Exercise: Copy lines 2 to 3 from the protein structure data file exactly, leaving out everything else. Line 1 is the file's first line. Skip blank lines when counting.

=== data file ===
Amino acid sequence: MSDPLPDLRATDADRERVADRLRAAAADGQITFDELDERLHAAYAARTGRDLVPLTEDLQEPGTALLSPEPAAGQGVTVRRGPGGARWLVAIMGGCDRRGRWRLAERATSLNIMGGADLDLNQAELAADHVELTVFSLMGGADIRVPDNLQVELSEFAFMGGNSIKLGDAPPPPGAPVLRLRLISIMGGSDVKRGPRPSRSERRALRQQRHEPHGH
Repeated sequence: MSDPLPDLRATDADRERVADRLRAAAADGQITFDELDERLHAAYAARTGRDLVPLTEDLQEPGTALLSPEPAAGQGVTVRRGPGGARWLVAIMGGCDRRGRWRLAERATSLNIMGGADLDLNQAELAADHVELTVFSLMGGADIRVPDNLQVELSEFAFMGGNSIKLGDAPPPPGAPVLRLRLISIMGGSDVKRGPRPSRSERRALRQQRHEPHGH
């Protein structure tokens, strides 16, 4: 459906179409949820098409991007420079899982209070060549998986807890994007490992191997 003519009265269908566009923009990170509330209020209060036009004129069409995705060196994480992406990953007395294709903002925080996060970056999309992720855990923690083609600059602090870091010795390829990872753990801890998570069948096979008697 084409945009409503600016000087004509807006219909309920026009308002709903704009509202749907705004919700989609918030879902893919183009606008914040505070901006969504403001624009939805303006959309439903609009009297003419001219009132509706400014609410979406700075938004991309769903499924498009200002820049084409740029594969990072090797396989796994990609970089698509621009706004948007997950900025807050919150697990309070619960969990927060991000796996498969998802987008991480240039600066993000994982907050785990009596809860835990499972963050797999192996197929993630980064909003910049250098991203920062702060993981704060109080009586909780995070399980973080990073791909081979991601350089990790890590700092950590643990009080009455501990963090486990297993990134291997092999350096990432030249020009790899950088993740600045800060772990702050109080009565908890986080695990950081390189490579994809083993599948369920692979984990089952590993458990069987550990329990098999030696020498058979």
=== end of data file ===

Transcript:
Repeated sequence: MSDPLPDLRATDADRERVADRLRAAAADGQITFDELDERLHAAYAARTGRDLVPLTEDLQEPGTALLSPEPAAGQGVTVRRGPGGARWLVAIMGGCDRRGRWRLAERATSLNIMGGADLDLNQAELAADHVELTVFSLMGGADIRVPDNLQVELSEFAFMGGNSIKLGDAPPPPGAPVLRLRLISIMGGSDVKRGPRPSRSERRALRQQRHEPHGH
């Protein structure tokens, strides 16, 4: 459906179409949820098409991007420079899982209070060549998986807890994007490992191997 003519009265269908566009923009990170509330209020209060036009004129069409995705060196994480992406990953007395294709903002925080996060970056999309992720855990923690083609600059602090870091010795390829990872753990801890998570069948096979008697 084409945009409503600016000087004509807006219909309920026009308002709903704009509202749907705004919700989609918030879902893919183009606008914040505070901006969504403001624009939805303006959309439903609009009297003419001219009132509706400014609410979406700075938004991309769903499924498009200002820049084409740029594969990072090797396989796994990609970089698509621009706004948007997950900025807050919150697990309070619960969990927060991000796996498969998802987008991480240039600066993000994982907050785990009596809860835990499972963050797999192996197929993630980064909003910049250098991203920062702060993981704060109080009586909780995070399980973080990073791909081979991601350089990790890590700092950590643990009080009455501990963090486990297993990134291997092999350096990432030249020009790899950088993740600045800060772990702050109080009565908890986080695990950081390189490579994809083993599948369920692979984990089952590993458990069987550990329990098999030696020498058979």